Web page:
Antivirus software companies have warned of an e-mail worm that targets unpatched Microsoft Windows machines with...
either of two recently disclosed software vulnerabilities.
The worm, known as both "Plexus" and "Explet.A", was first detected last week and spreads by exploiting Windows machines with vulnerabilities used by two recent worms, Sasser and Blaster.
Network Associates' McAfee Antivirus Emergency Response Team and Symantec both said the new worm does not pose a serious threat, but have issued software updates to detect it.
Plexus exploits the Windows component called Local Security Authority Subsystem Service, or LSASS, which Microsoft patched in April. Plexus can also crawl through a hole in a Windows component called the DCOM (Distributed Component Object Model) interface, which handles messages sent using the RPC (remote procedure call) protocol. (See http://www.microsoft.com/technet/security/bulletin/MS03-026.mspx and http://www.microsoft.com/technet/security/bulletin/MS04-011.mspx.)
Plexus spreads in files attached to e-mail messages with faked sender addresses and vague subjects such as "RE: order," "For you" and "Good offer".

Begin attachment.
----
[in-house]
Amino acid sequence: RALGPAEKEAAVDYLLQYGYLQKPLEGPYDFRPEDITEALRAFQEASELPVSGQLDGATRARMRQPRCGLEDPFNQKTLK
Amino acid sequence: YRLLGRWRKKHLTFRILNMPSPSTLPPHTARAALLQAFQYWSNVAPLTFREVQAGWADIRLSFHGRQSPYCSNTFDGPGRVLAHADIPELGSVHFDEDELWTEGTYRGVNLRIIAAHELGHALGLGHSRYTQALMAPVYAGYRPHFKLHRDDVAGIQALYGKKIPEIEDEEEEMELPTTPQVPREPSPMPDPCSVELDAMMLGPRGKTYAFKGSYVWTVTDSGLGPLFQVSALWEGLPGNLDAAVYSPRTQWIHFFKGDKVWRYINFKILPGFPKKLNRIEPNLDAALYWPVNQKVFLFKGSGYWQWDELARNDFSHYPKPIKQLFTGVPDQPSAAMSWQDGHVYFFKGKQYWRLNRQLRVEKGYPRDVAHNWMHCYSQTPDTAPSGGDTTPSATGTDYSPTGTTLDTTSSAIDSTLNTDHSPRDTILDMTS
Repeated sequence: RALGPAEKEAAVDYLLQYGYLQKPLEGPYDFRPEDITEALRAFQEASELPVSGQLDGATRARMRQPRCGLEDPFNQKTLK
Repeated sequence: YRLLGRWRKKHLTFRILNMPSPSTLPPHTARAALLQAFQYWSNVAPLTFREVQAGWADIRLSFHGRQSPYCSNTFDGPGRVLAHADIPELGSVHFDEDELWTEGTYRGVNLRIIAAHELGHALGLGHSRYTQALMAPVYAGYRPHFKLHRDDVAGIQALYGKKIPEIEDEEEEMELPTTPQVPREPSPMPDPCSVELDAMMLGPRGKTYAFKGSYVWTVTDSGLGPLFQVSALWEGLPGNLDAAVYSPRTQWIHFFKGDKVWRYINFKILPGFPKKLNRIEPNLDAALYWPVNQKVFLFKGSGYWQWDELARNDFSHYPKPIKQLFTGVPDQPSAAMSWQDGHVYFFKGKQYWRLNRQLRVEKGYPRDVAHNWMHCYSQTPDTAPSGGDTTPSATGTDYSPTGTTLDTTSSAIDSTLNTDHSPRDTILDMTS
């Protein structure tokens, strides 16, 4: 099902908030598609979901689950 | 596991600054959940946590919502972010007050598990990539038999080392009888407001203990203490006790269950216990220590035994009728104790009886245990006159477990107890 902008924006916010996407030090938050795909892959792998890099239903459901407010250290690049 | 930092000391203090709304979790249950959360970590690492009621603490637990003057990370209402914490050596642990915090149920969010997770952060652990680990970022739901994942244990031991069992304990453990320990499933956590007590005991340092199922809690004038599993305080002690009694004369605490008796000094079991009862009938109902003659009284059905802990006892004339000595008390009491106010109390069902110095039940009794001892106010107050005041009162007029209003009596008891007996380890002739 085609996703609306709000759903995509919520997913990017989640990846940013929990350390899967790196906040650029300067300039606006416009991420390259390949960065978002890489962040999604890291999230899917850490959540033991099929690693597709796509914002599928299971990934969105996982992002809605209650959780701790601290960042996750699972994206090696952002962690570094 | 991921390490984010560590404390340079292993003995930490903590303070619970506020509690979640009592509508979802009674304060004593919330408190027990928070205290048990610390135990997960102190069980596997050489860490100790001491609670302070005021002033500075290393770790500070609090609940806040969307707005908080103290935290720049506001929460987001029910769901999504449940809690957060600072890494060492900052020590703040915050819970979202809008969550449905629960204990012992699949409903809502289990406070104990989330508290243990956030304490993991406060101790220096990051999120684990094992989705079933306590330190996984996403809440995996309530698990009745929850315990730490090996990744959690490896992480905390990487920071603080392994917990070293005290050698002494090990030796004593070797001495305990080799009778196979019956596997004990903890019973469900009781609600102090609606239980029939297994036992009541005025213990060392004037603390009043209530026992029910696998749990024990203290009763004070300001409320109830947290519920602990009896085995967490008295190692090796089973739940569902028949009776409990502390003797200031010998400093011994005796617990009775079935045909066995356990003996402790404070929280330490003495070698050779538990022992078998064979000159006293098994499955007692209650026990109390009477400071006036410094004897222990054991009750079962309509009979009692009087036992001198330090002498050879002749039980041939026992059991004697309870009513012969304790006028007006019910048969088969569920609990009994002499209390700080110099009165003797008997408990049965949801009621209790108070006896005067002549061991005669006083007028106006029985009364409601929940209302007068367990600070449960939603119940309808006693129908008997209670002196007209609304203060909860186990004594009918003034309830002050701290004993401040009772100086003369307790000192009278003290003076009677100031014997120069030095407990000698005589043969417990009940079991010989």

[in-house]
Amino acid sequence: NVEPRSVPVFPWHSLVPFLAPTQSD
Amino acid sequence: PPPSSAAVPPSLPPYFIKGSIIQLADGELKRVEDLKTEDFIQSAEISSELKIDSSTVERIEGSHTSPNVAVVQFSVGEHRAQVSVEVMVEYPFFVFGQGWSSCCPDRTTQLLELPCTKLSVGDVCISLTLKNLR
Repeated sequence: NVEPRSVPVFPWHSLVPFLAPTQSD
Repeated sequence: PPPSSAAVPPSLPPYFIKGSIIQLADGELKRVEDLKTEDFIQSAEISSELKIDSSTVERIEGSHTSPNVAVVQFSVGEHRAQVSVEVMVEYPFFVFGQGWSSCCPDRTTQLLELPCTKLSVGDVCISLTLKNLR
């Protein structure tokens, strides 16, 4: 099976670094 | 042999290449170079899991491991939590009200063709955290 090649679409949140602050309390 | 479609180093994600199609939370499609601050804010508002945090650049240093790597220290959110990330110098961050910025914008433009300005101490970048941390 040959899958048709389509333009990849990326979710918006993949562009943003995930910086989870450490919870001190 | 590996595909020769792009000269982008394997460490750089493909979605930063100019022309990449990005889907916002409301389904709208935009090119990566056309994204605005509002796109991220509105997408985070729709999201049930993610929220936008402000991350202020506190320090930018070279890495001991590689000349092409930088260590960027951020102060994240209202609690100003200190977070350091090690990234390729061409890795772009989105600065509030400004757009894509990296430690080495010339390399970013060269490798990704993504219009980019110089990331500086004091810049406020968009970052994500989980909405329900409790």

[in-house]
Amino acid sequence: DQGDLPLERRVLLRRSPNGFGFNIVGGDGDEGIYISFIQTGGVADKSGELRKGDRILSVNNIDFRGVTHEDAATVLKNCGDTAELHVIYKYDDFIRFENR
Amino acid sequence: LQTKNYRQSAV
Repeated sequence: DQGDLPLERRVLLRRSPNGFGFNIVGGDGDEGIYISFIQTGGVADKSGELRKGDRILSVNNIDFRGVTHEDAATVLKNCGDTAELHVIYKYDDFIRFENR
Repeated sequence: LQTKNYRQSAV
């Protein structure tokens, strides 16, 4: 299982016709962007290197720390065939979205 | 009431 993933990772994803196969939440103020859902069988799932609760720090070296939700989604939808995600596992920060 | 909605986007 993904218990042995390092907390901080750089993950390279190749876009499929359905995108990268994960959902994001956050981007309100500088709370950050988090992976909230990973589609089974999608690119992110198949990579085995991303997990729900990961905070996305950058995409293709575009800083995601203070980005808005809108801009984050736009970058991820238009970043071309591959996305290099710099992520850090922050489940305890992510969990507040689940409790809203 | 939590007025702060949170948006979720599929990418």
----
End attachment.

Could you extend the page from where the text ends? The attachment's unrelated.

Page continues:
When users open the virus file, the worm is launched and alters the configuration of Windows so that the worm program runs each time Windows starts. It also scans the hard drive of infected computers, harvesting e-mail addresses from a variety of files, including stored web pages written in HTML.
The worm then uses those e-mail addresses to target other users, sending out a flood of messages using a built-in SMTP (Simple Mail Transfer Protocol) engine. It is also able to spread to other computers on a network using shared folders and the copies itself to the shared folder file on the KaZaa peer-to-peer network using a variety of file names, including Shrek_2.exe.
Antivirus companies recommended that Windows users who have not done so already apply software patches for the LSASS and DCOM and update their antivirus software to spot Plexus.
Paul Roberts writes for IDG News Service